A polyhedron has vertices. The greatest distance between vertices is 1. What is the maximum volume of the polyhedron? This is known as the biggest little polyhedron problem.

For four vertices, the solution is trivially the regular tetrahedron.

Five vertices require an equilateral triangle and a perpendicular unit line; this was solved in 1976 [1].

Six vertices require a more complex solution, which was solved to four digits of accuracy in 2003 [2, 3].

The author found exact solutions for 6, 7, 8, 9, 10, 11, and 16 points [4, 5]. This Demonstration contains those solutions, as well as the best known solutions up to 128 points. Oleg Vlasii improved many of these values.

The unit-rod polyhedron shows a rod between all vertex pairs a unit distance apart.

The unit-star picture builds polygons from half-unit rods meeting at a vertex.

The unit-length graph shows how vertices a unit distance apart are connected.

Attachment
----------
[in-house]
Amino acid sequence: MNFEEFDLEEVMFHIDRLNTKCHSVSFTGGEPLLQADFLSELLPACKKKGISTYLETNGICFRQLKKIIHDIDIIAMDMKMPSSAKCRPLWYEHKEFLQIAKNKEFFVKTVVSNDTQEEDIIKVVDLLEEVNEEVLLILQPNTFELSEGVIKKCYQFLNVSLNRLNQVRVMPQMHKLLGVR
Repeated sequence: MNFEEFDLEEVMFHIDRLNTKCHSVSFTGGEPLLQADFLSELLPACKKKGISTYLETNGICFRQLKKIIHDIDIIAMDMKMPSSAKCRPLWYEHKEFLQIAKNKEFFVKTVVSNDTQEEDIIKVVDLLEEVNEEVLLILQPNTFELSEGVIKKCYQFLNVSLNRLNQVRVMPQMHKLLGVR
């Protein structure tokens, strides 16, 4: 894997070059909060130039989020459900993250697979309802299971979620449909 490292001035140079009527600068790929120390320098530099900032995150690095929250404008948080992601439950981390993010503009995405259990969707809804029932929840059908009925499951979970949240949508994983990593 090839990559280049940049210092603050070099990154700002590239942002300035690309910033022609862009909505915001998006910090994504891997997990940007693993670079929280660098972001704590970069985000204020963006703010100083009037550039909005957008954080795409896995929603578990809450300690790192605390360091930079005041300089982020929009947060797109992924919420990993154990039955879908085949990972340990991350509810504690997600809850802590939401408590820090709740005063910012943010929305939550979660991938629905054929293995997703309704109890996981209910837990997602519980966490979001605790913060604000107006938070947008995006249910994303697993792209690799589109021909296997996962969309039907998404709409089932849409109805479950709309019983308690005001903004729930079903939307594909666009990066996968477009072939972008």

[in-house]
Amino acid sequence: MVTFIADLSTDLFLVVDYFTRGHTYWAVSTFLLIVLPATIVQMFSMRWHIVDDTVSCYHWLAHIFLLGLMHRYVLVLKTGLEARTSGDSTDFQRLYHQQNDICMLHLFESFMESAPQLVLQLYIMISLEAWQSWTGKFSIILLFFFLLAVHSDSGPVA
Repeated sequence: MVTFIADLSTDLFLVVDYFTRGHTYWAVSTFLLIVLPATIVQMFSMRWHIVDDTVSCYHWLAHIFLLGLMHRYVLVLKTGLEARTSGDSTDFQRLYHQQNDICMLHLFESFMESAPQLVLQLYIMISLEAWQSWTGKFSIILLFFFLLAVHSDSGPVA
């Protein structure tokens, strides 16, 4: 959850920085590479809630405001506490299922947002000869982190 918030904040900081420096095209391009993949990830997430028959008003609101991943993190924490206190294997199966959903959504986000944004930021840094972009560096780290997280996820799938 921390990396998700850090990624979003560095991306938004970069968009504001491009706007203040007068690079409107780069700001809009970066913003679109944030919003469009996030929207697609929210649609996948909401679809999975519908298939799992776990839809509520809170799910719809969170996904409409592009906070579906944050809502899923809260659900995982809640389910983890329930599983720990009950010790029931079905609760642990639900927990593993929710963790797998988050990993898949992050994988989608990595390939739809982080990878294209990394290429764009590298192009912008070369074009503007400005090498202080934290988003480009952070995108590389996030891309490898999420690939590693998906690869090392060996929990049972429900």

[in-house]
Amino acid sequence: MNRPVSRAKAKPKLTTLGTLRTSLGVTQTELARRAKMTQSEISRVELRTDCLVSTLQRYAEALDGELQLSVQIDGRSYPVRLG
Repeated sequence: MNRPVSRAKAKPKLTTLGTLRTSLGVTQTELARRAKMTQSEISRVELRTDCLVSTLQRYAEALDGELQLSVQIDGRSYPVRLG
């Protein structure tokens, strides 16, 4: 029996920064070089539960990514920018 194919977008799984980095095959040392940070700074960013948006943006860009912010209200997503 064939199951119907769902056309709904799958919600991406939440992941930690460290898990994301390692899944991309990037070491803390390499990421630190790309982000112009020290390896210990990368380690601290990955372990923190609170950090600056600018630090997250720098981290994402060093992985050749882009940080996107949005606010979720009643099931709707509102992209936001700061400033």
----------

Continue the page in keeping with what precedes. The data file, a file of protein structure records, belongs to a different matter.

The planar vertex map puts the vertices on a sphere, then unrolls the sphere into a planar form.

In the supported triangles image, all vertices of a blue triangle (with brown number) are at distance 1 from an opposing vertex with a matching green number.

The Initialization section contains various programs that may be able to improve some of the solutions.

References

[1] B. Kind and P. Kleinschmidt, "On the Maximal Volume of Convex Bodies with Few Vertices," Journal of Combinatorial Theory, Series A, 21(1) 1976 pp. 124–128. doi:10.1016/0097-3165(76)90056-X.

[2] A. Klein and M. Wessler, "The Largest Small -dimensional Polytope with Vertices," Journal of Combinatorial Theory, Series A, 102(2), 2003 pp. 401–409. doi:10.1016/S0097-3165(03)00054-2.

[3] A. Klein and M. Wessler, "A Correction to 'The Largest Small -dimensional Polytope with Vertices,'" Journal of Combinatorial Theory, Series A, 112(1), 2005 pp. 173–174. doi:10.1016/j.jcta.2005.06.001.